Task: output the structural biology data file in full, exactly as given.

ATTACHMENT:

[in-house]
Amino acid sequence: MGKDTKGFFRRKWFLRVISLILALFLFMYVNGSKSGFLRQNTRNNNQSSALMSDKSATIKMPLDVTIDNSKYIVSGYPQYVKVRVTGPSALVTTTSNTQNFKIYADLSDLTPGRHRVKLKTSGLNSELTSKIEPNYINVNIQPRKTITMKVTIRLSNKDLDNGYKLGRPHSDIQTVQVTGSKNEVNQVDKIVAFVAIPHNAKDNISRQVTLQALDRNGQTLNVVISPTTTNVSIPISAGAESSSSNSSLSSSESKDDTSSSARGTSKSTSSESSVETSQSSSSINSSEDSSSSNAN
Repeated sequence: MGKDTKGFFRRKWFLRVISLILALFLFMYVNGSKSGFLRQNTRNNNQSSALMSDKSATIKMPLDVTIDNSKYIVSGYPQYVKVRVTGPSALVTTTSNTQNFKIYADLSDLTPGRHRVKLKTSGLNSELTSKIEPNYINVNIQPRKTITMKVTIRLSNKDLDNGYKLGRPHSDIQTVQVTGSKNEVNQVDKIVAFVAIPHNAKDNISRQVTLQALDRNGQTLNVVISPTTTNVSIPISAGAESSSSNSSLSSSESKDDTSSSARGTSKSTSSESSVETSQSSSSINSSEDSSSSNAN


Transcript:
[in-house]
Amino acid sequence: MGKDTKGFFRRKWFLRVISLILALFLFMYVNGSKSGFLRQNTRNNNQSSALMSDKSATIKMPLDVTIDNSKYIVSGYPQYVKVRVTGPSALVTTTSNTQNFKIYADLSDLTPGRHRVKLKTSGLNSELTSKIEPNYINVNIQPRKTITMKVTIRLSNKDLDNGYKLGRPHSDIQTVQVTGSKNEVNQVDKIVAFVAIPHNAKDNISRQVTLQALDRNGQTLNVVISPTTTNVSIPISAGAESSSSNSSLSSSESKDDTSSSARGTSKSTSSESSVETSQSSSSINSSEDSSSSNAN
Repeated sequence: MGKDTKGFFRRKWFLRVISLILALFLFMYVNGSKSGFLRQNTRNNNQSSALMSDKSATIKMPLDVTIDNSKYIVSGYPQYVKVRVTGPSALVTTTSNTQNFKIYADLSDLTPGRHRVKLKTSGLNSELTSKIEPNYINVNIQPRKTITMKVTIRLSNKDLDNGYKLGRPHSDIQTVQVTGSKNEVNQVDKIVAFVAIPHNAKDNISRQVTLQALDRNGQTLNVVISPTTTNVSIPISAGAESSSSNSSLSSSESKDDTSSSARGTSKSTSSESSVETSQSSSSINSSEDSSSSNAN